How Does Harvey And Irma Affect Our Insurance Premiums?

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What an awful time we have seen over the last three weeks. Three tropical storms starting off from the coast of Africa and churning its way while lapping up the warm waters of the Caribbean. With all that moisture and favorable winds, we soon saw the likes of never before. Hurricane Irma was the largest ever seen, measuring a category 5 following closely behind Harvey, just three weeks before.

Irma devastated Barbuda, St Martin, many parts of the Caribbean, and then headed off to the Florida coastal cities all across to Jacksonville where it wreaked havoc on everything that was in its path. Those of us who have families prayed that Jose, another hurricane following Irma’s path, didn’t make significant landfall.

What a three weeks we have seen, Harvey devastating Texas, Irma the Caribbean/ Florida, and Katia on the Mexican coastline. The damage has not yet been assessed but will be in the billions and the hurricane season is not over. Our prayers have been answered for some, but for many, they suffered a different fate. There have been flattened homes, totaled motor cars, boats and tragically loss of life. All are replaceable of course with the exception of life, while everything can be insured, not everything can be replaced.

For those things that are replaceable, namely houses, cars and boats, most persons would have some form of insurance on them, fill a claim form and the insurance company will recover or indemnify you to your original position. However, this is the important point, the monies paid to indemnify all those who have lost possessions do not come from the profits or savings of insurance companies, they come from a collection of premiums from all those who pay premiums.

The principle of insurance is a pooling of risk and a pooling of premiums. This means that the risk that the insurance company takes on, whether it is insuring your house, your car or your boat is pooled with everyone else’s house, car, and boat. Sometimes an insurance company may not want to take the risk on all by itself, so it goes to what is known as a reinsurer which is the secondary insurer. This reinsurer is typically a very large company that covers many of the small companies. This is where your insurance premiums can be affected.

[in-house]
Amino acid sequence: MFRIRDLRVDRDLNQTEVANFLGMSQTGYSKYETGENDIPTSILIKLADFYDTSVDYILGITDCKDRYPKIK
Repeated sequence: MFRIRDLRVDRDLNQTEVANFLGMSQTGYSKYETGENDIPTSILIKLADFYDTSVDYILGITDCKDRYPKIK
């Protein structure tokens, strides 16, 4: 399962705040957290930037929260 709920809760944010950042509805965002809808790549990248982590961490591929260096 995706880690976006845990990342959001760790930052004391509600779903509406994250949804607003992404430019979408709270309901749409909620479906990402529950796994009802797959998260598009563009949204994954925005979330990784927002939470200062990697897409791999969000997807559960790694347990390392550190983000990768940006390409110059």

The reinsurer having paid out a lot of monies for property damage then takes his premium up for what is represented as losses. Your insurance company, in turn, passes that cost on to you. The reinsurance company covers worldwide, so when a catastrophe like Irma or Harvey happens, it is expected that the overall cost will go up. Ultimately, you end up paying a higher premium for something that you may not have had any connection with or any fault of yours, it’s just the way it works. However, this principle is not all negative, due to the large spread of people in the pool an insurance company can quickly recover from these losses and soon reduce premiums to standard cost.

Insurance premiums for property can always fluctuate on an annual basis based on claims. The only insurance that doesn’t fluctuate annually is your life insurance, but the cost nonetheless is still affected by the number of claims.


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